I am entertained and informed by your stories and I am counting the days until I step on the Air France flight on December 22. Thanks to you, I will be traveling without a backpack and blue jeans (at my age, I would never wear jeans in a foreign country)!!

  • Hi David. Love your blog and can’t thank you enough for all you’ve taught me. Just tried to make the Yeasted Plum Tart and had a disaster. Can you kindly double check the flour amount. I ended up with a mess. Many thanks, and best regards

    The flour amount is the same as in the book, page 95 (I use 1 cup flour=140g as a conversion). She noted that you could use more, if needed. But it was just right when I made it. I had initially dialed down the sugar in the dough but ended up adding the amount that Luisa called for in the book. However the amount of sugar in the dough should not make a great difference in the texture, just the sweetness. -dl

  • Basler Leckerli aren’t just a Christmas thing- we eat them all year round! Or at least we do down here in heathen Suisse Romande! My toddler (now 20 months) practically lived off them when she was 11-13 months. She thought they were the most wonderful thing ever, and we could barely get her to eat anything else. Maybe the kirsch in them was something to do with it… after all, she’s half Swiss and half Irish!

  • In my family, aunts, mother, sisters…..except for me….only express the absolute perfect things in life. It’s a real Mickey Rooney Judy Garland outlook. I’m the outcast….I refuse to gloss things over. I see beauty but I also can critique a situation for what it is.

    David, this is why I love love love your blog….you tell it like it is. And for this reason….and many many more…..I keep coming back for more doses of reality.

    Thanks, Victoria, Bellingham, WA

  • What us the difference of fresh vs dry yeast? Is fresh used more in Europe? Thanks!

  • As to yeast. I only use fresh. The dry yeast needs higher temperatures to become active. I like to have loafs etc., rise over night, haven’t had any luck doing that with dry yeast. Here (Sweden) fresh is the most common.

    • Yes, people in Europe seem to prefer fresh yeast (which is what Luisa used in her original recipe). In the states, it’s a little harder for folks to get, so I use active dry yeast. I’m still resisting ‘fast-acting’ yeast, just because I like the flavors that develop during the longer rising and I don’t mind waiting : )

  • I can understand why Luisa loved New York and didn’t feel alone there. I traveled to NYC a lot on business but never felt alone. Everyone from cab drivers to waitresses to
    the business people I interacted with were constantly talking to me — one even told me their life story (and their families) in the span of a 15 minute cab ride. New Yorkers love to talk and aren’t shy :) I remember coming home and sitting in the cab ride from the airport and wondering why the guy driving was so quiet…I still miss New York.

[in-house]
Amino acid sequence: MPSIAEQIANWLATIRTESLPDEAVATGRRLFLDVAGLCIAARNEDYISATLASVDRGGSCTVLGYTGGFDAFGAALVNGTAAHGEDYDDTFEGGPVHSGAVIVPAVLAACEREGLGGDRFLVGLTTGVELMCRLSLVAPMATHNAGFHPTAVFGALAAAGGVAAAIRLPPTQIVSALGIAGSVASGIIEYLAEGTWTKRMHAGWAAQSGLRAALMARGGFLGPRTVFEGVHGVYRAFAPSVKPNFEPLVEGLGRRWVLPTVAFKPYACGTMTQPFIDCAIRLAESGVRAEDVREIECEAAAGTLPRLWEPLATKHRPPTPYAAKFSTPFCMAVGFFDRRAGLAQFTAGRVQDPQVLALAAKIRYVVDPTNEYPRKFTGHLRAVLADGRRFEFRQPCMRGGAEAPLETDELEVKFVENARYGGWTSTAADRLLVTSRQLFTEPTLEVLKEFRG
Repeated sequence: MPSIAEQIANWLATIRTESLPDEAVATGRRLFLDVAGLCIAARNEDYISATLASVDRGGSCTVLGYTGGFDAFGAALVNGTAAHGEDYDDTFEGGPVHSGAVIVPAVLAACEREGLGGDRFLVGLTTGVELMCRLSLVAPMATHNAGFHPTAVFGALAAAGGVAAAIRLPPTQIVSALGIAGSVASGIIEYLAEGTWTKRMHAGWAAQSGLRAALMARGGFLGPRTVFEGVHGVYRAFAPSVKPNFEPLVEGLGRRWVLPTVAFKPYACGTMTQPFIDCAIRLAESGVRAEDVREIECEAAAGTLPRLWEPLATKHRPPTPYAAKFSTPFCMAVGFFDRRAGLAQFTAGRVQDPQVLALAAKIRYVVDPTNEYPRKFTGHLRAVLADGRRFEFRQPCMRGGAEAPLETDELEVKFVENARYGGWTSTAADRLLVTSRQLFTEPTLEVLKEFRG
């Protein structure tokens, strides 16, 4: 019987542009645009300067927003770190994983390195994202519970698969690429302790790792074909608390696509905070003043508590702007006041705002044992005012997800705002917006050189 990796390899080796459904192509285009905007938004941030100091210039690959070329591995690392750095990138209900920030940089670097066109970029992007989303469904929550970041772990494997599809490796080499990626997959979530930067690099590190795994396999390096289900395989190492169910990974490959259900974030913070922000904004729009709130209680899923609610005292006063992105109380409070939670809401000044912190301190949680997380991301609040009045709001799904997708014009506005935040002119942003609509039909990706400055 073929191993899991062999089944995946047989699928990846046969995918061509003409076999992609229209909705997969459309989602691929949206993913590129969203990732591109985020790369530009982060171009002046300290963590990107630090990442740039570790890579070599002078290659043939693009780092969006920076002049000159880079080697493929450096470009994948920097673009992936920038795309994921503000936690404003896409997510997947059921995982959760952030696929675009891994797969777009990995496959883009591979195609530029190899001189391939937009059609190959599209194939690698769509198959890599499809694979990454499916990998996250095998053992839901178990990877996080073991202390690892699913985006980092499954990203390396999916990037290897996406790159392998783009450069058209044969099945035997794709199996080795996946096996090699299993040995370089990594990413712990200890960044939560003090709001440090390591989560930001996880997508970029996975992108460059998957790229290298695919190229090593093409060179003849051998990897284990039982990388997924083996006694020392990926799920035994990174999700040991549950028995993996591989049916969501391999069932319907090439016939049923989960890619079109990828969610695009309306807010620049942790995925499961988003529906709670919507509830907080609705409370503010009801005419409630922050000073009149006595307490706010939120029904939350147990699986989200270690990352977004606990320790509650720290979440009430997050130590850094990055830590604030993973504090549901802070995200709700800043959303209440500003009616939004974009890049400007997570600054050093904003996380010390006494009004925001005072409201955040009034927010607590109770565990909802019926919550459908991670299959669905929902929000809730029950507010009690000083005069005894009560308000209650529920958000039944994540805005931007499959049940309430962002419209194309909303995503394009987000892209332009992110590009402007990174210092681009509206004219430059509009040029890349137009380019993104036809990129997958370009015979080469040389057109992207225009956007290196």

• I love your posts… feel like your sharing real information and always in an amusing upbeat style.

  • David, am writing this from under my bed. I’m cowering here after receiving the biggest bollocking of my life from my wife. Seems I misread the recipe and included 1 1/2 cup of milk instead of 1/2 cup. I made it again and it’s perfect. Awfully sorry to have bothered you……Incidentally, we are visiting Paris for our wedding anniversary November 19 through 24. If see a 67 year old man on a leash it will be me. She vows to keep me under control in case of another “incident”…..All the best

  • Carolyn, will you be able to share Mimi Sheraton’s recipe? Or send ot over to nijntjenator@gmail.com Many thanks for your help!

  • Basler Leckerli and, also, speculoos are spectacular cakes/biscuits. I fear the former somewhat for the work. the end result is always great but well, there’s the work effort vs. the time in which it’s all eaten.

  • David, the way you talk about the cranky cashiers and the rigid administrators in Paris makes me all the more able to laugh off the snubs and confusion that I encounter while living abroad here. Thank you for reminding me that that life isn’t perfect anywhere, and that if I really want to stay in Paris I must learn to shrug off the difficult bits, that another culture’s way of doing things isn’t wrong, it’s just different!

    (I don’t want my own French adventures to end with an American epilogue, so to speak). I’m intrigued by the way you described Luisa’s connection to Berlin — I’ve often wondered if some people are made for one special place. Now I can’t wait to get my hands on My Berlin Kitchen!